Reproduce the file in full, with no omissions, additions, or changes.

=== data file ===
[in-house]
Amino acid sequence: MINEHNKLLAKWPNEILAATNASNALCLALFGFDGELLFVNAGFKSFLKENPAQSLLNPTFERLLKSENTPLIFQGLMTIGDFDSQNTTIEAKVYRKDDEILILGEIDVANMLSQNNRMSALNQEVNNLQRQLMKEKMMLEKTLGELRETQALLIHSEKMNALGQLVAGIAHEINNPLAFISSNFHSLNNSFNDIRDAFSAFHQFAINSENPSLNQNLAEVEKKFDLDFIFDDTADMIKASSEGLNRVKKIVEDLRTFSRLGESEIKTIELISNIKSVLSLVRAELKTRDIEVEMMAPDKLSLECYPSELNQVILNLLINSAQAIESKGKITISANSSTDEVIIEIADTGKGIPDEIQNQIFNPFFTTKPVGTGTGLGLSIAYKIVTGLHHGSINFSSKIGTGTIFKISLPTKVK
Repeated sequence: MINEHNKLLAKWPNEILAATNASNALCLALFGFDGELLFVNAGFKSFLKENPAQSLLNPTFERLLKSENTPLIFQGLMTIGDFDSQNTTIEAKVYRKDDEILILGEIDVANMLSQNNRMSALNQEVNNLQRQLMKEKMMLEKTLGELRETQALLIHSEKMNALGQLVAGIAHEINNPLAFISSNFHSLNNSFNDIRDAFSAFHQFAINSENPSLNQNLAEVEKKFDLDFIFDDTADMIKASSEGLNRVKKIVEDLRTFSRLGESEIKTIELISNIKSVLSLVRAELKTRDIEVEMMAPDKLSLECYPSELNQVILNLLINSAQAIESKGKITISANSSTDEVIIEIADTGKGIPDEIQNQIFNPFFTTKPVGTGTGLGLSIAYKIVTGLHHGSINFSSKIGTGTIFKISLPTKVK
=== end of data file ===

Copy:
[in-house]
Amino acid sequence: MINEHNKLLAKWPNEILAATNASNALCLALFGFDGELLFVNAGFKSFLKENPAQSLLNPTFERLLKSENTPLIFQGLMTIGDFDSQNTTIEAKVYRKDDEILILGEIDVANMLSQNNRMSALNQEVNNLQRQLMKEKMMLEKTLGELRETQALLIHSEKMNALGQLVAGIAHEINNPLAFISSNFHSLNNSFNDIRDAFSAFHQFAINSENPSLNQNLAEVEKKFDLDFIFDDTADMIKASSEGLNRVKKIVEDLRTFSRLGESEIKTIELISNIKSVLSLVRAELKTRDIEVEMMAPDKLSLECYPSELNQVILNLLINSAQAIESKGKITISANSSTDEVIIEIADTGKGIPDEIQNQIFNPFFTTKPVGTGTGLGLSIAYKIVTGLHHGSINFSSKIGTGTIFKISLPTKVK
Repeated sequence: MINEHNKLLAKWPNEILAATNASNALCLALFGFDGELLFVNAGFKSFLKENPAQSLLNPTFERLLKSENTPLIFQGLMTIGDFDSQNTTIEAKVYRKDDEILILGEIDVANMLSQNNRMSALNQEVNNLQRQLMKEKMMLEKTLGELRETQALLIHSEKMNALGQLVAGIAHEINNPLAFISSNFHSLNNSFNDIRDAFSAFHQFAINSENPSLNQNLAEVEKKFDLDFIFDDTADMIKASSEGLNRVKKIVEDLRTFSRLGESEIKTIELISNIKSVLSLVRAELKTRDIEVEMMAPDKLSLECYPSELNQVILNLLINSAQAIESKGKITISANSSTDEVIIEIADTGKGIPDEIQNQIFNPFFTTKPVGTGTGLGLSIAYKIVTGLHHGSINFSSKIGTGTIFKISLPTKVK